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From: David Boreham <david_list(at)boreham(dot)org>
To: Martijn van Oosterhout <kleptog(at)svana(dot)org>
Cc: Tom Lane <tgl(at)sss(dot)pgh(dot)pa(dot)us>, Bruce Momjian <bruce(at)momjian(dot)us>, Robert Treat <xzilla(at)users(dot)sourceforge(dot)net>, pgsql-hackers(at)postgresql(dot)org, "Joshua D(dot) Drake" <jd(at)commandprompt(dot)com>, mark(at)mark(dot)mielke(dot)cc, Mark Kirkwood <markir(at)paradise(dot)net(dot)nz>
Subject: Re: TODO: GNU TLS
Date: 2007-01-02 20:52:45
Message-ID: (view raw, whole thread or download thread mbox)
Lists: pgsql-hackers
Martijn van Oosterhout wrote:

>- Thread safety (GnuTLS is thread-safe by design, no locks needed)
>- Proper layering (creating your own I/O function is trivial)
>- Seperate namespace
>- Non-blocking support from the get-go
>were taken care of. Since people are citing maintainability as a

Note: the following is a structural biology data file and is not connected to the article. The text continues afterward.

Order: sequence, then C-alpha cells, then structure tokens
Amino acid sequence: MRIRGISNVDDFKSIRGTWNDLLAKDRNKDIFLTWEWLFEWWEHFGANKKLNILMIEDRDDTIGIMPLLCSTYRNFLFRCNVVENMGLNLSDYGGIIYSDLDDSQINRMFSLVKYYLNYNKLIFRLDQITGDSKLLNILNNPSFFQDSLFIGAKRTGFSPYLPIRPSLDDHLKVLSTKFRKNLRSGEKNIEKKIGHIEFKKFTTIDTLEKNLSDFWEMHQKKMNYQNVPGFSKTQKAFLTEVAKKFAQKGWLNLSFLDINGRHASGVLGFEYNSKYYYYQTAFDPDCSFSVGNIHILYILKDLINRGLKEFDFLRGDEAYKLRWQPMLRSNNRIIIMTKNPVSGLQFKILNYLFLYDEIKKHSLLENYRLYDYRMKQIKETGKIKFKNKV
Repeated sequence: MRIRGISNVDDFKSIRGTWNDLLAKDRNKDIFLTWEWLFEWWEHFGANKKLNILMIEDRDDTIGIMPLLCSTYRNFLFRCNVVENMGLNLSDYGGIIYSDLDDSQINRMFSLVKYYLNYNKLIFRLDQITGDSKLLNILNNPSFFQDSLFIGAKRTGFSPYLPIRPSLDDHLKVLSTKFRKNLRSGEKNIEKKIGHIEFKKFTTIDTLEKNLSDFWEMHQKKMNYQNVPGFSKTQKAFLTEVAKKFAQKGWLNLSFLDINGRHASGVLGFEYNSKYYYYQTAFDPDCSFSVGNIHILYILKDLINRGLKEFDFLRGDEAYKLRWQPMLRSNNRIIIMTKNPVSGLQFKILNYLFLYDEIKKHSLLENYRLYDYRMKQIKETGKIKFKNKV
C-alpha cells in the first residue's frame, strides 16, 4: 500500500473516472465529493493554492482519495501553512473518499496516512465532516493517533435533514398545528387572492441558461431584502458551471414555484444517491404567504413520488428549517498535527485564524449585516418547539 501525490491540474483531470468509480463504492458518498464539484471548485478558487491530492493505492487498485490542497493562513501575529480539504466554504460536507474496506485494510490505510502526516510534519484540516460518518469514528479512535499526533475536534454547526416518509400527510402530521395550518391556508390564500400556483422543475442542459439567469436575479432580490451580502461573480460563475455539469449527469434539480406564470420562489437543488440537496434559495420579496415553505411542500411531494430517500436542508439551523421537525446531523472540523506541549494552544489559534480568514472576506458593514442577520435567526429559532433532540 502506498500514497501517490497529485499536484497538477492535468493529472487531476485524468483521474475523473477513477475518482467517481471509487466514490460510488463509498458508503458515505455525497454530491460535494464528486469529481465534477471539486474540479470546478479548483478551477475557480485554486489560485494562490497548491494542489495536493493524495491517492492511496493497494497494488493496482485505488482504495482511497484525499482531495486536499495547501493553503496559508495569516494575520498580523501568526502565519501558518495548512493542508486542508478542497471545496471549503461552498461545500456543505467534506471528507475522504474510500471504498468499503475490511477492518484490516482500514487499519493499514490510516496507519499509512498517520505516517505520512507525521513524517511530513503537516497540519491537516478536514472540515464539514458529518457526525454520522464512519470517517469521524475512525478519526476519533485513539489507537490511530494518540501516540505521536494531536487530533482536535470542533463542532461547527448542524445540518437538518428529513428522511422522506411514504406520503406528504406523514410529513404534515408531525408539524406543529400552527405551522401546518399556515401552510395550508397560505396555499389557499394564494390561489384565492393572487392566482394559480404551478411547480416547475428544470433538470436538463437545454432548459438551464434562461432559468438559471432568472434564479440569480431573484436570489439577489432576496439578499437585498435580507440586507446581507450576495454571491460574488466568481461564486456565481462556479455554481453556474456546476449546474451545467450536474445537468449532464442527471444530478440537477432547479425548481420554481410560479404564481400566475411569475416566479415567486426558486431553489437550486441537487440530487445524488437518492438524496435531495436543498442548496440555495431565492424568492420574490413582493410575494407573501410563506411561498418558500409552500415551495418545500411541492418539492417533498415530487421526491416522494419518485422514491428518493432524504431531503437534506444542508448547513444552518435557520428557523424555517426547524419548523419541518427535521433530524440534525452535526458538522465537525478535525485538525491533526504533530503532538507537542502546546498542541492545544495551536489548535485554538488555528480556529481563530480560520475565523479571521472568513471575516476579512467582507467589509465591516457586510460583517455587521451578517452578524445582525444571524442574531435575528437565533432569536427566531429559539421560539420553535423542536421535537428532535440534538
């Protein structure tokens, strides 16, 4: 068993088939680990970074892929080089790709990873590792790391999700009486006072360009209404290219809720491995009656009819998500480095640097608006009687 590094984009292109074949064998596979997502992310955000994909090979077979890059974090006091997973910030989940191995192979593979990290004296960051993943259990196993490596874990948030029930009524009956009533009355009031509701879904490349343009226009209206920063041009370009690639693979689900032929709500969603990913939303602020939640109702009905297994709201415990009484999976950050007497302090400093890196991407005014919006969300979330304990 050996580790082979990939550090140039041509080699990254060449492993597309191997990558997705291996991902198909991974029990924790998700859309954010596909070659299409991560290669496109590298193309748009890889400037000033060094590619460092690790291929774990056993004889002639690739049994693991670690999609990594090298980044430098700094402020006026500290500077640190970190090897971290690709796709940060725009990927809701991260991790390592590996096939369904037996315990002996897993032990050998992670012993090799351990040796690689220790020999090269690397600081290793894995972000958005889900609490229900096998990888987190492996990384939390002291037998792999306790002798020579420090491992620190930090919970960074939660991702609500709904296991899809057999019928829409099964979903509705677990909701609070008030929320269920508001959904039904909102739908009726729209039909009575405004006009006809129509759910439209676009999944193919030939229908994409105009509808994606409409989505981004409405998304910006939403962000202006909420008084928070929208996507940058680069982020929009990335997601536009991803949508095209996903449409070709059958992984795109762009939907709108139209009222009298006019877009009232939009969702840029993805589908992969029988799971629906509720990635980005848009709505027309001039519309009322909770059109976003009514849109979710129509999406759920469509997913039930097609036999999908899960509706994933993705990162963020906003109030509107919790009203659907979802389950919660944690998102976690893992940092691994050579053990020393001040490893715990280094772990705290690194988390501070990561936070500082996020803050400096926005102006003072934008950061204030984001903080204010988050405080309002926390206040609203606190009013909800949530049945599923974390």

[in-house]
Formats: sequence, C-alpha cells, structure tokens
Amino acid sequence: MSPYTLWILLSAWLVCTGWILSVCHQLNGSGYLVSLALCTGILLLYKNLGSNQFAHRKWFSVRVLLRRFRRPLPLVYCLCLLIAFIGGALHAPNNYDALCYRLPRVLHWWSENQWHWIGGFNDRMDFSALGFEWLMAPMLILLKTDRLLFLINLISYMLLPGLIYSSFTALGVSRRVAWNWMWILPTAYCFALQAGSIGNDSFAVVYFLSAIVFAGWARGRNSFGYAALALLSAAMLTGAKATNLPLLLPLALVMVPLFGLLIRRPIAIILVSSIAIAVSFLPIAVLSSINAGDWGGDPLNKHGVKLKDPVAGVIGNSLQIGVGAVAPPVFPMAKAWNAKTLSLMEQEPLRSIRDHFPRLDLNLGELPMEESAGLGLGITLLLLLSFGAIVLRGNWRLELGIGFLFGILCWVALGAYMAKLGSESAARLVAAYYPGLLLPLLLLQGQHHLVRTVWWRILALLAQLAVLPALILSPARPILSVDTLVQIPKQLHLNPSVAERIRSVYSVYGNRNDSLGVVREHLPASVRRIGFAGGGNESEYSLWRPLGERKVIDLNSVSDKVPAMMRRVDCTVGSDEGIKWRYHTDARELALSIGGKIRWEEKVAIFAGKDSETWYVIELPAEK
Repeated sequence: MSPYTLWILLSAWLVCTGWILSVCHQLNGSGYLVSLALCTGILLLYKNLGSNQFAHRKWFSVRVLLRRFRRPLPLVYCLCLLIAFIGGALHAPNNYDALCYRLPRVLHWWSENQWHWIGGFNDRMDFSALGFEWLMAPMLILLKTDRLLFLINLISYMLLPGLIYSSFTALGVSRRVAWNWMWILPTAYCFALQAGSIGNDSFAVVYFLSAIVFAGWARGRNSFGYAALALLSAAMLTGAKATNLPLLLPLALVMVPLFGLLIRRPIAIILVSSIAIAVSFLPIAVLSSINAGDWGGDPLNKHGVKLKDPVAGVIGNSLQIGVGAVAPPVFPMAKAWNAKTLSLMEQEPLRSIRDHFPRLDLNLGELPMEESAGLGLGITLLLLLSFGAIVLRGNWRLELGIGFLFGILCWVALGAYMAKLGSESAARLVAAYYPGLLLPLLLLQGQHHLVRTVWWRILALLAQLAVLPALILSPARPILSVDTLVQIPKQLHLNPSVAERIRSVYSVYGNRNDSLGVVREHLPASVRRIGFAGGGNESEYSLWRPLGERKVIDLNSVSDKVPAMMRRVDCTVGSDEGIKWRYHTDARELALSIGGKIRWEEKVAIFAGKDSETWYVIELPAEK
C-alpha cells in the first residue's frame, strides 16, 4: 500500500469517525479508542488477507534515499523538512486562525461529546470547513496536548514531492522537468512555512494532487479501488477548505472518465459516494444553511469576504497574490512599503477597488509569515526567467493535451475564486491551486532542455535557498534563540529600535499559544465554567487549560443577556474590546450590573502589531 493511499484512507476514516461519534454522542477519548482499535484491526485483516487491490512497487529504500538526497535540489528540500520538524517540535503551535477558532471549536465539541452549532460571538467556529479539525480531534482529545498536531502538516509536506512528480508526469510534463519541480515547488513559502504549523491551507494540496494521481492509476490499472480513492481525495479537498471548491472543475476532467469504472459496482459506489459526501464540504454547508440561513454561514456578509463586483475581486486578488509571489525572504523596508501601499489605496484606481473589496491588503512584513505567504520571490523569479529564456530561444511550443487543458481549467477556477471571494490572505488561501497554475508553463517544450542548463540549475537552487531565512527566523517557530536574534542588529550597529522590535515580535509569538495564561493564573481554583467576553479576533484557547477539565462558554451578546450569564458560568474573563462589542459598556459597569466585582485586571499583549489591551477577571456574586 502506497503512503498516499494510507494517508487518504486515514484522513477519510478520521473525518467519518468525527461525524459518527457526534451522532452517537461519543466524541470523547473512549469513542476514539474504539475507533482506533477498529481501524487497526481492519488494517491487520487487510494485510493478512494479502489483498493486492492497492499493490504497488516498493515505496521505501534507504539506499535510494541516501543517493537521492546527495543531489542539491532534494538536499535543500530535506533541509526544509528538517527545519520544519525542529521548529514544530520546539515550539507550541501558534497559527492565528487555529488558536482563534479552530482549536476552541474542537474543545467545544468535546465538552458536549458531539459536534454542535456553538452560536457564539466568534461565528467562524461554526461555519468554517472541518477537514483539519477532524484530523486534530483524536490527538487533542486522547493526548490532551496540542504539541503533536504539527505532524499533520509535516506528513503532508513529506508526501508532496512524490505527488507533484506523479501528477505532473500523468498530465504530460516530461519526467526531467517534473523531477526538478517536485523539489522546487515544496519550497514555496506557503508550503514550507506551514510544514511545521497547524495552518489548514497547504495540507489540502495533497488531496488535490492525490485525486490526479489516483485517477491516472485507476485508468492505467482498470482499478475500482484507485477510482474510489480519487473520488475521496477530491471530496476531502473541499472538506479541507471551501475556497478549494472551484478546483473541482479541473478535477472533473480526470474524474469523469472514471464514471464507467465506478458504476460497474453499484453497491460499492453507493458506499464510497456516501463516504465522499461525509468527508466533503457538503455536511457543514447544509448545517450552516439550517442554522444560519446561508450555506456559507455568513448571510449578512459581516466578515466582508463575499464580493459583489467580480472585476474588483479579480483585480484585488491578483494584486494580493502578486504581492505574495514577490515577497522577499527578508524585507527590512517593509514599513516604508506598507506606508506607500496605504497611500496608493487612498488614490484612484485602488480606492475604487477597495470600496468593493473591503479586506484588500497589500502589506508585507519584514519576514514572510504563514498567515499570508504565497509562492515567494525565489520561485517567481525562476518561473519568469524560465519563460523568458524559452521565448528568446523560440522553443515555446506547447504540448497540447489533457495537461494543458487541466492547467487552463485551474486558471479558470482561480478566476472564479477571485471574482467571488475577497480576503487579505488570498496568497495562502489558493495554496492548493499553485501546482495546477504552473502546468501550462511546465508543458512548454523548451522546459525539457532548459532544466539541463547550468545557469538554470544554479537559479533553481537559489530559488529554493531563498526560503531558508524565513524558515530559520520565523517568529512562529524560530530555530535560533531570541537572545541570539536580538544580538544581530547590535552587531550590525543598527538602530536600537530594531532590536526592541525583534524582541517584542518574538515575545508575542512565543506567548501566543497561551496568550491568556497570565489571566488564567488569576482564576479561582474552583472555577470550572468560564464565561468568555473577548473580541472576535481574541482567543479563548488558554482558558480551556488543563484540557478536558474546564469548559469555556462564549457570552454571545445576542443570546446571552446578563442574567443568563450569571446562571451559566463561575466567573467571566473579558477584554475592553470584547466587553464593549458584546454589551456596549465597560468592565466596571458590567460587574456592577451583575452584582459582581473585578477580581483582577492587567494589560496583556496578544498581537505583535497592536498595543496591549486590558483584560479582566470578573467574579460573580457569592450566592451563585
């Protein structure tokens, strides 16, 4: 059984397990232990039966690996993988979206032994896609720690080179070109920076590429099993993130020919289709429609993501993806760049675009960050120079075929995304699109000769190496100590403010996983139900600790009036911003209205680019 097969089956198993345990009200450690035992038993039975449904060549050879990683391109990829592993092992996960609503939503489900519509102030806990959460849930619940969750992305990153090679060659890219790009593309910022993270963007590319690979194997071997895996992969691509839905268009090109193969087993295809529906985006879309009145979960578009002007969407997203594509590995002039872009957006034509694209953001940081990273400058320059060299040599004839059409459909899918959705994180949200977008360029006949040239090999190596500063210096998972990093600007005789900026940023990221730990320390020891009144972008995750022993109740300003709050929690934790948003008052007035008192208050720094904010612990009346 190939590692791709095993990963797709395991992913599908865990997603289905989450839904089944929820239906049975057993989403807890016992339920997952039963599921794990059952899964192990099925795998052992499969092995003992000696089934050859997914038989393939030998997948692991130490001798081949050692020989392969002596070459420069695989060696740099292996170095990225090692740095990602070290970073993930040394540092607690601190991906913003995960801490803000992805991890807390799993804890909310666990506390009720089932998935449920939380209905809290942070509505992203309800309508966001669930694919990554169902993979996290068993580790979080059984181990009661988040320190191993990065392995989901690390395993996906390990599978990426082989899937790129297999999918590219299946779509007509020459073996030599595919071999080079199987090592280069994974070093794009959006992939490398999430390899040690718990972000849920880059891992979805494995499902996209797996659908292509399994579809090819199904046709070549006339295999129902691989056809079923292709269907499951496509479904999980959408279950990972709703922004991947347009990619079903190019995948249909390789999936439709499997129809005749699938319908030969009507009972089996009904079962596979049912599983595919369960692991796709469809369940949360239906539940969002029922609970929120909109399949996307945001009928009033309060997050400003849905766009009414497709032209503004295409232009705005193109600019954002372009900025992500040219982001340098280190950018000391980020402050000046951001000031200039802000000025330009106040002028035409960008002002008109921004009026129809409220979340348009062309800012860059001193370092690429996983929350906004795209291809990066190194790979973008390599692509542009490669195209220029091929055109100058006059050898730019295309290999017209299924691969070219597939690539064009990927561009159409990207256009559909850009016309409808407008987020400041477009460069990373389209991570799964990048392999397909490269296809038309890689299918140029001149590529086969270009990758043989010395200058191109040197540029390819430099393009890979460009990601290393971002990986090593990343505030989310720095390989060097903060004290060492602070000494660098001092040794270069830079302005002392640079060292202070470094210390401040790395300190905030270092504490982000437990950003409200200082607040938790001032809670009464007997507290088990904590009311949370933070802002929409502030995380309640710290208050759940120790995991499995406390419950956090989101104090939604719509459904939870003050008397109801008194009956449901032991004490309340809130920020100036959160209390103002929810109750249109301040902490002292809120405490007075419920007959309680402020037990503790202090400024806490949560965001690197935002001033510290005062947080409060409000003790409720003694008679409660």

>concern, I think you really have wonder whether NSS is a better
Well...IMO NSS has some things that GNU TLS does not (correct me if
wrong on this, since my knowledge of GNU TLS is not extensive):

1. Very widely deployed, hence high level of confidence in its
interoperability, higher level of trust by the crypto community.

2. Backed by several large commercial organizations, hence
has support for new-fangled ciphers (elliptic curve ciphers for example, 
Suite B, etc)
and also hardware crypto accelerators and hard tokens.

3. Used in a popular web browser, hence subject to a reasonably
high level of effort to find and fix security bugs.

4. FIPS-140 certified. Used widely by US gubment.

5. Much work done over the years on crypto performance.

BTW NSS is also thread-safe, has layering (perhaps not the kind
of layering that everyone needs though) and supports non-blocking
sockets. NSS and NSPR functions are sensibly prefixed so
naming collisions should not occur.

Note that I'm not pushing NSS for PG - my choice would be OpenSSL.
Just presenting some info for balance, since I happen to know a something
about NSS.

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